Since being in quarantine, my Apple-calculated screen time has shot up. Astronomically. I spend much of my day on my phone, clicking through Instagram, Twitter, YouTube, and even Facebook, to some extent. I live on the internet now, in true Gen-Z form. I can confidently say I’ve seen it all on the internet, including the unexpected normalization of celebrities’ lives.
The entire world has been put on hold, the lives of the rich and famous included. While many celebrity connoisseurs have been quick to call the “average” content boring, I can’t help but disagree. I’ve become obsessed with the normal aspects of influencers’ lives: the way they cook their breakfast in the morning, how often they play with their dogs. I’ve mindlessly consumed the media they’ve produced for weeks on end now, even though their content showcases nothing fancier than my own life. There’s something so humanizing about watching my favorite stars share baking recipes that I’ve loved for years or complain about how arid the L.A. weather can get in May. Quarantine has become the great equalizer between the glamorous and the bored.
Above all others, though, there are two influencers who have consistently appeared on my Instagram explore page: Leslie Jordan and Tabitha Brown. The two of them have been providing entertainment, advice, recipes, and everything in between. I’ve seen dozens of my friends repost their content, treating Jordan and Brown as their new idols. What I find most interesting, however, is that quarantine’s royalty are gaining popularity and fame for being utterly…normal.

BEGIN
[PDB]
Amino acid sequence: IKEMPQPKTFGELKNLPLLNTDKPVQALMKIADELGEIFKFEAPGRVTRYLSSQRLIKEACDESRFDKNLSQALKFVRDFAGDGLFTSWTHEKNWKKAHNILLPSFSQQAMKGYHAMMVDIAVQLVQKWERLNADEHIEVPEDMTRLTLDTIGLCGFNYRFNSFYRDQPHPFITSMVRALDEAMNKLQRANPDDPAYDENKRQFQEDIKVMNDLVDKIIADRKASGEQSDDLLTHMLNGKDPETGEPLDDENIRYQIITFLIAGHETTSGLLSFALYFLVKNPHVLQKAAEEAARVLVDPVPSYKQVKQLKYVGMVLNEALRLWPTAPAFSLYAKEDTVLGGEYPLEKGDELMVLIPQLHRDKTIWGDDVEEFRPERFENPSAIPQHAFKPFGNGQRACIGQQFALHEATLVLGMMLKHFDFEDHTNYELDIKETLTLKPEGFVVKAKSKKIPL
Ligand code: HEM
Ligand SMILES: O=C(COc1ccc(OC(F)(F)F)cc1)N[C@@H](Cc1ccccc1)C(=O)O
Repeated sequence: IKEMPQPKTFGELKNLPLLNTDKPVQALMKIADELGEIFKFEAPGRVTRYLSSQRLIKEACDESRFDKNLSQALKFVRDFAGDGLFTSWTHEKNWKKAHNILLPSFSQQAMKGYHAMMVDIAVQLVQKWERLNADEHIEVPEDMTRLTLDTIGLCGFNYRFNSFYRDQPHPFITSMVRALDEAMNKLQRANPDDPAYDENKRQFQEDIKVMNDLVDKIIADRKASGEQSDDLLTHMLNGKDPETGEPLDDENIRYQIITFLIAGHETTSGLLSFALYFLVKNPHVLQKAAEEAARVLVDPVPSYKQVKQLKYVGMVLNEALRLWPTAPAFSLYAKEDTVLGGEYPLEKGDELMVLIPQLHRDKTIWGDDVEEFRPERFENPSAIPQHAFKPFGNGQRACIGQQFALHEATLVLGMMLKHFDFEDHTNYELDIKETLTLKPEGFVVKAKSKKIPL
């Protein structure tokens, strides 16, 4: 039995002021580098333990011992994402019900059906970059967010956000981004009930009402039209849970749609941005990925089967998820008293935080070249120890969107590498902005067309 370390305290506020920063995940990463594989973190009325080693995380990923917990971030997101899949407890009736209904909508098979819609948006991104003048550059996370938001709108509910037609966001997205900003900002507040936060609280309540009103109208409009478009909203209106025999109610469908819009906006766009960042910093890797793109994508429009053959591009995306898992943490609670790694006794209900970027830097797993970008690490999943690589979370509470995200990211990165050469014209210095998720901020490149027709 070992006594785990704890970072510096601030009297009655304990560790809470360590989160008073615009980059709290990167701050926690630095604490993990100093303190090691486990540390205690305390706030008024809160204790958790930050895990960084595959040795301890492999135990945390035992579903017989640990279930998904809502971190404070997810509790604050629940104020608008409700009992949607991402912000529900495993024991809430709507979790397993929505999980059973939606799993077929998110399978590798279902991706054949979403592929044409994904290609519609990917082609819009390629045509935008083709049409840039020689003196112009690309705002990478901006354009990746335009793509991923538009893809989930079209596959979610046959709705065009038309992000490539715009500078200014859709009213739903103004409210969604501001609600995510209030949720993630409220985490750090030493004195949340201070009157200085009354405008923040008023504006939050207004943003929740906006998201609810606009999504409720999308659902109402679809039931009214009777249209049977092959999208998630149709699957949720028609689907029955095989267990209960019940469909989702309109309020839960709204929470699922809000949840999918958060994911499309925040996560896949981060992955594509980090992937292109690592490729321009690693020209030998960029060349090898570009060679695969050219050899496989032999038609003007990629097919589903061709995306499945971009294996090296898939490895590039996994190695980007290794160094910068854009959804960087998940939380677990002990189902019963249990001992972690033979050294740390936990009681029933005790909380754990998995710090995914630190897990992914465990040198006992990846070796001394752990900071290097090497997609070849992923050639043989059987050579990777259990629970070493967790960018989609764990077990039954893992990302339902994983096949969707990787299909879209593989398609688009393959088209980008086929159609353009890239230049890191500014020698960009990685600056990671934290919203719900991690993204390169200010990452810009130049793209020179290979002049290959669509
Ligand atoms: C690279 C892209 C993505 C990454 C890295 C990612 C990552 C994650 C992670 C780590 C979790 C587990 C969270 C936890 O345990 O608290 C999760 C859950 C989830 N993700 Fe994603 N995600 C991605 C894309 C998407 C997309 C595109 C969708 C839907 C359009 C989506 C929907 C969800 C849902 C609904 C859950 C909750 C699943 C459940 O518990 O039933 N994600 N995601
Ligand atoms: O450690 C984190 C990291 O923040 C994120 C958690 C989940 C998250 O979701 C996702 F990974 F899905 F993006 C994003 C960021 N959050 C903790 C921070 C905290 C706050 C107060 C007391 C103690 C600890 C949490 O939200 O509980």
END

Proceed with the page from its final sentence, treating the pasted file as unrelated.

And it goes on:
Fitness Fanatics and Southern Stories: The Life of Leslie Jordan
Photo by Earl Gibson III
Leslie Jordan’s popularity has been on the upswing since mid-March. His Instagram hosts videos of him talking about his life while filming projects or attending events, always speaking directly to the camera.
In that regard, his quarantine content hasn’t changed one bit, except for being stuck at home. Jordan first garnered attention after a post captioned “sex during pandemic” went viral. Jordan’s candid language and conversational discussion of a New York Times article about sex during the pandemic racked up over a million views.
His videos are interesting because they’re relatable. Jordan, aged 65, feels like a friend when he speaks to the camera. He’s got a humorous way of looking at the pandemic and conveys stories with a charming Southern accent and dramatic flair. One of the best examples of Jordan’s appeal is a post from March 29th. In the video, Jordan uses a backscratcher as a twirling baton, pretending to be a majorette. As he twirls the backscratcher and hops around on screen, he tells a story from his youth about his desire to be a majorette. I’ve rewatched the video too many times to count. Jordan’s story feels like one from my own life, a familiar narrative that I’ve experienced firsthand. His popularity during quarantine likely stems from his relatability and delivery: every video feels like a story told personally to the viewer.
America’s Virtual Mom: Tabitha Brown and TikTok Fame
Courtesy of Tabitha Brown
Tabitha Brown got her start on TikTok and amplified her following via Instagram. Her content is largely cooking-centered, with Brown offering her viewers easy recipes to use during quarantine. Similar to Jordan, her content feels familiar and friendly—almost as if your mom is giving you cooking and life advice. Brown quickly became a quarantine favorite because of her gentle and loving nature, as well as her fun catchphrases that she repeats in many of her videos.